If you are going to live a LOT longer than you think, it needs to change a lot of your life choices and goals. If you might be married for 100 years, or your career needs to last for 80, how would impact the decisions you make?
Living longer doesn’t just mean living the lives we’re living now but more years of the same. It means we have the opportunity to rethink and unlearn many different things. Join me as we think about life, love, work, and careers in an aging world.
If I’m right about how long you’re going to live, it’s going to change everything, because I think you’re going to live a lot longer than you imagine. Today’s young people are likely to live to 120 years and beyond. And this is one of my favourite examples to help people to realise just how difficult it is to actually have strategic imagination about the future.
Imagine you’re 25 years old and you’ve fallen in love and you’re planning to get married. I wonder if you are imagining that you might have to be married for 100 years to this person that you love now. I wonder if human beings were even made to do that. Of course, you’ve got all your romantic ideals and you hope that your love lasts forever, but I wonder whether it’s even possible.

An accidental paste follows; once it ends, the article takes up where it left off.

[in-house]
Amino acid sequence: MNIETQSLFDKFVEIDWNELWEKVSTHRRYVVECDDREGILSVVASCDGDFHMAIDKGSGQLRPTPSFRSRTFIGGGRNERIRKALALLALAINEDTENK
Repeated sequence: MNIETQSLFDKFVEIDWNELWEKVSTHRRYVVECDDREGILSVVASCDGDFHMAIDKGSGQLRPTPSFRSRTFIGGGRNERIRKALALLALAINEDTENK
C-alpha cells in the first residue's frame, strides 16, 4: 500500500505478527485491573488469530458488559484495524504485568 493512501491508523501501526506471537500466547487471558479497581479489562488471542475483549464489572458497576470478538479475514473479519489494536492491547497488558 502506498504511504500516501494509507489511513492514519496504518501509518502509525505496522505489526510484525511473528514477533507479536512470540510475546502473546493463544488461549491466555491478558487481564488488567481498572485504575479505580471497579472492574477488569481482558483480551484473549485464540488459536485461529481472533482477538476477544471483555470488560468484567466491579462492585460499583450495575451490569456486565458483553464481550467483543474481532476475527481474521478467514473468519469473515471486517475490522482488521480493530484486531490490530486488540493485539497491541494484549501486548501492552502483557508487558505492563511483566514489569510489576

My name is Graeme Codrington, this is Throw Forward Thursday, where every week we jump into the future and we work out what’s going on there, and then try and find out what it means for us today.
And today we’re having a look at this issue of ageing. Last week I talked about the darning of the age of grandparents and today I want to pick up that theme of living in an ageing world. But ask us to imagine what we need to reimagine, what do we need to rethink and unlearn if we are going to live this long? This issue of rethinking and unlearning is one of the most important skills that a futurist has.
This is really at the heart of the work that I do. Not so much predicting what might happen in the future, but helping people, people just like you, to learn the skills and develop a toolkit to help you to think like a futurist, and our ability to imagine things that have never happened, or to imagine what things that might happen will do to the system’s instructions of the world, that issue we call rethinking and unlearning. And it’s at the heart of what it means to be a futurist.
So, if you’re going to live to 125, for example, this isn’t just about living the life you expect to live, but then living it longer. It really has to impact every part of your life. For example, if you fall in love with somebody at age 25, and maybe you should only be married for 10 or 20 years at a time. And then if you’re still in love, you renew the contract. Otherwise, it’s just over. There’s no big fuss over divorce. It’s just, thank you, that was fun. Let’s move on to the next chapter of our lives.